A new generation of cloud computing before business IT infrastructure is here. Its name, you ask. Serverless computing. But don’t be fooled by the term ‘serverless’. Servers are still needed for all computational operations. Where ‘serverless’ comes into play is that your business doesn’t need a physical server for running its code. Code executions are outsourced to an external cloud provider such as AWS Lambda, IBM Cloud Functions or Microsoft Azure Functions.
So how can your business benefit from serverless architecture? Here are some of the outstanding features:
Shorter Time to Market
The development time of your applications will be much shorter using serverless computing. Your serverless cloud provider takes care of infrastructure, setup and capacity planning. All you have to do is effectively plan, design and develop your applications.
Pay As You Go
Currently, you are paying for virtual servers or owning a data centre whether you use them or not. Servers need to be always-on, otherwise, you won’t have a functioning service. Your servers will be most active between 8 am and 8 pm – at other times they are close to being idle – but, of course, you are still paying. Serverless changes this all – you only pay for the time that you use.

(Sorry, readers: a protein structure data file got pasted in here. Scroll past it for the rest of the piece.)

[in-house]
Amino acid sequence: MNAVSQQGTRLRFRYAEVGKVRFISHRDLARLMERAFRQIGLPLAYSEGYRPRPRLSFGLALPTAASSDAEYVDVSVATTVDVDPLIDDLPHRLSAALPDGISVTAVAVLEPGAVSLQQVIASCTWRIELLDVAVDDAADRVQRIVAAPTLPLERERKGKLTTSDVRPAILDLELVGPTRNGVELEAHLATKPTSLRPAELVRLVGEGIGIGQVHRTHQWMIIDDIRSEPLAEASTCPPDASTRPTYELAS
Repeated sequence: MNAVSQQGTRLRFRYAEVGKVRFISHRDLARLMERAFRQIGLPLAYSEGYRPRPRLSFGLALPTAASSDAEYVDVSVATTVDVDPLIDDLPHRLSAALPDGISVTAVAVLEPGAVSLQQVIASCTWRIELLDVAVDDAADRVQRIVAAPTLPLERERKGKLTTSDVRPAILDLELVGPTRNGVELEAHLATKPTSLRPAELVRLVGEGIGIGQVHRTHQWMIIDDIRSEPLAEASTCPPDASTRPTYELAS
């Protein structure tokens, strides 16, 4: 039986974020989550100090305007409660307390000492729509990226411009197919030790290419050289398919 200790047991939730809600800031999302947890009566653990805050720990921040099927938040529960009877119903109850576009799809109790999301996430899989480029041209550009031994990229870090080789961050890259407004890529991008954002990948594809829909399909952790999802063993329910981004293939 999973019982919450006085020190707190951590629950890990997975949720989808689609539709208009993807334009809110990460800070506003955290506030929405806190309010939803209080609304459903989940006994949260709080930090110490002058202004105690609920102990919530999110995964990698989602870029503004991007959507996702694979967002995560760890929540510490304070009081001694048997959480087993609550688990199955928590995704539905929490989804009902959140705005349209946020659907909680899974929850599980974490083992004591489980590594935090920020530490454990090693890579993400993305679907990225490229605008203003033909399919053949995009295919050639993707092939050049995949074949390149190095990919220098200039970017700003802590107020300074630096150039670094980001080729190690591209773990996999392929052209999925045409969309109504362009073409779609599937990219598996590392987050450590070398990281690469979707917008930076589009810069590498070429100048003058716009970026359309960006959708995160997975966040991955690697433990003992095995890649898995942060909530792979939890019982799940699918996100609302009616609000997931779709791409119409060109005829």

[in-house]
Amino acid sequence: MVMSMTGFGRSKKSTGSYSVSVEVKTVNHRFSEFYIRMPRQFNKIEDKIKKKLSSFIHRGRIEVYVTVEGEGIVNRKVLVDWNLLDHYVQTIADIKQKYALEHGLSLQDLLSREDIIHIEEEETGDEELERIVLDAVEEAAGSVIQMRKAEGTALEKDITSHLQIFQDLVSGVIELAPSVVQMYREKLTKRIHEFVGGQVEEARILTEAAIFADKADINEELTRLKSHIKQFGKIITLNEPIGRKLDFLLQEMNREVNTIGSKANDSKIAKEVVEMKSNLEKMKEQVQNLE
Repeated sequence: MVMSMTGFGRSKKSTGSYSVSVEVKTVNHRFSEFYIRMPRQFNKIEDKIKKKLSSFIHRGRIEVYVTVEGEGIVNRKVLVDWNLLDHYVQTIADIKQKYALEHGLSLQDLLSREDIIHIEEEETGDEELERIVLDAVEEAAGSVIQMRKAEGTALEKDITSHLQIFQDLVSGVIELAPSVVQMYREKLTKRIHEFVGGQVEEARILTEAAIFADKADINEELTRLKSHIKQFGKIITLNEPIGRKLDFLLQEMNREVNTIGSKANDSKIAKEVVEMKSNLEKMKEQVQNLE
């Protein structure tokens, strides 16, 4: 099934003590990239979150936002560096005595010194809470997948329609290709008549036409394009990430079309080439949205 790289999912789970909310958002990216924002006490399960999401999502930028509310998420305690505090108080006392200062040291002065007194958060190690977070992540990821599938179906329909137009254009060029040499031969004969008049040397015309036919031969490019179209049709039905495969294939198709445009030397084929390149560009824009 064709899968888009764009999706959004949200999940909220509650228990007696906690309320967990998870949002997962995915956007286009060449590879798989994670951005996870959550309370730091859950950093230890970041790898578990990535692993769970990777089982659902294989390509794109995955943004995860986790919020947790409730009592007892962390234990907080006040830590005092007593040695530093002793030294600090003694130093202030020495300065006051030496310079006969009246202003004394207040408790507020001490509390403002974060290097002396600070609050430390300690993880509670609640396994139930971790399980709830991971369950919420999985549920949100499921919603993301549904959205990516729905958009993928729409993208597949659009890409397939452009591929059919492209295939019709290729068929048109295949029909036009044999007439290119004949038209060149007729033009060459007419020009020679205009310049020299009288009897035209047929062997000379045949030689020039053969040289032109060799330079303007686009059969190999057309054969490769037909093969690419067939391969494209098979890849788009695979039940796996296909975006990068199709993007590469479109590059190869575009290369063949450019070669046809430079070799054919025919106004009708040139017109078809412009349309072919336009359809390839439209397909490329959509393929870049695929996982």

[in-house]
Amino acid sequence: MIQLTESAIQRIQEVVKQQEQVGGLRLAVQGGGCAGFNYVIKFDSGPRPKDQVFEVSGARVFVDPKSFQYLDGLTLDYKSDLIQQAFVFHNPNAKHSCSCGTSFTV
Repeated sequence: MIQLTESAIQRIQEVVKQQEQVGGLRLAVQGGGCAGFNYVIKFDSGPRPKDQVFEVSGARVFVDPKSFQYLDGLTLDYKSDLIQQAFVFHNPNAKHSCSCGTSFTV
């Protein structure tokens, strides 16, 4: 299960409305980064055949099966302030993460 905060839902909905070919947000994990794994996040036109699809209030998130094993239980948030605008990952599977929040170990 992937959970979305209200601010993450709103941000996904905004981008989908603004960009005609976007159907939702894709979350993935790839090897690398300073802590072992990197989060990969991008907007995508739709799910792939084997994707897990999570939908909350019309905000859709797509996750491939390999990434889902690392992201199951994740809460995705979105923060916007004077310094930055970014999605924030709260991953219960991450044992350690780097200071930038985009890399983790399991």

Fixed costs are what they are. You pay for them, irrespective of output. Traditional servers force you to have a fixed cost – whether you use them or not. With serverless, the name of the game changes. Fixed costs become variable costs. If you have 10 million user requests on one day, you might pay AWS £100. If you have zero requests the next day, you’ll owe AWS nothing.
Certain components of different applications are developed over and over again. Payment processing or user authentication are good examples of this. Serverless gives you the ability to develop product services ads independent components. These components can be mixed and matched for different applications. This significantly will reduce your development time and effort.
You will probably have many applications bundled into a single block at the moment. Should one service crash, then they will all come tumbling down. With serverless that issue is negated. Services supported by a serverless environment are separate and therefore much, much more stable.